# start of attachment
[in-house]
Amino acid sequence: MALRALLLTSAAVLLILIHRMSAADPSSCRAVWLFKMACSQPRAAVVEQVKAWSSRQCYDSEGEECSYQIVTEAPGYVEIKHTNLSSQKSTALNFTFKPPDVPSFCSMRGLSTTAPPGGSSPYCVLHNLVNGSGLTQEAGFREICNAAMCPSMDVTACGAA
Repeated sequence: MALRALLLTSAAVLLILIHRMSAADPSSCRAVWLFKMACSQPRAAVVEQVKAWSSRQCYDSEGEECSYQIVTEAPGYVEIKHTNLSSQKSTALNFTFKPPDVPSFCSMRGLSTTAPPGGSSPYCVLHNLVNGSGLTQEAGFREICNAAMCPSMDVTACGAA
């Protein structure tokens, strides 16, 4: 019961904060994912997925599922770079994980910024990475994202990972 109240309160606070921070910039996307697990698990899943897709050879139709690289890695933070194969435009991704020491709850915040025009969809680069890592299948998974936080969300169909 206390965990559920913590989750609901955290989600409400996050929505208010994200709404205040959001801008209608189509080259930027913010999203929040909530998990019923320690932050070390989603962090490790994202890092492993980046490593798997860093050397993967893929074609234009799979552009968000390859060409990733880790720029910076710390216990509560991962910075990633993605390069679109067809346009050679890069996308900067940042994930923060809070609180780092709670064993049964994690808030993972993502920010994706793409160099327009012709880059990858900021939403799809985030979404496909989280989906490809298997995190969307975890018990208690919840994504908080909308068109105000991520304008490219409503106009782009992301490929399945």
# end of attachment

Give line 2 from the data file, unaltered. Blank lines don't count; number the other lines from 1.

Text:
Amino acid sequence: MALRALLLTSAAVLLILIHRMSAADPSSCRAVWLFKMACSQPRAAVVEQVKAWSSRQCYDSEGEECSYQIVTEAPGYVEIKHTNLSSQKSTALNFTFKPPDVPSFCSMRGLSTTAPPGGSSPYCVLHNLVNGSGLTQEAGFREICNAAMCPSMDVTACGAA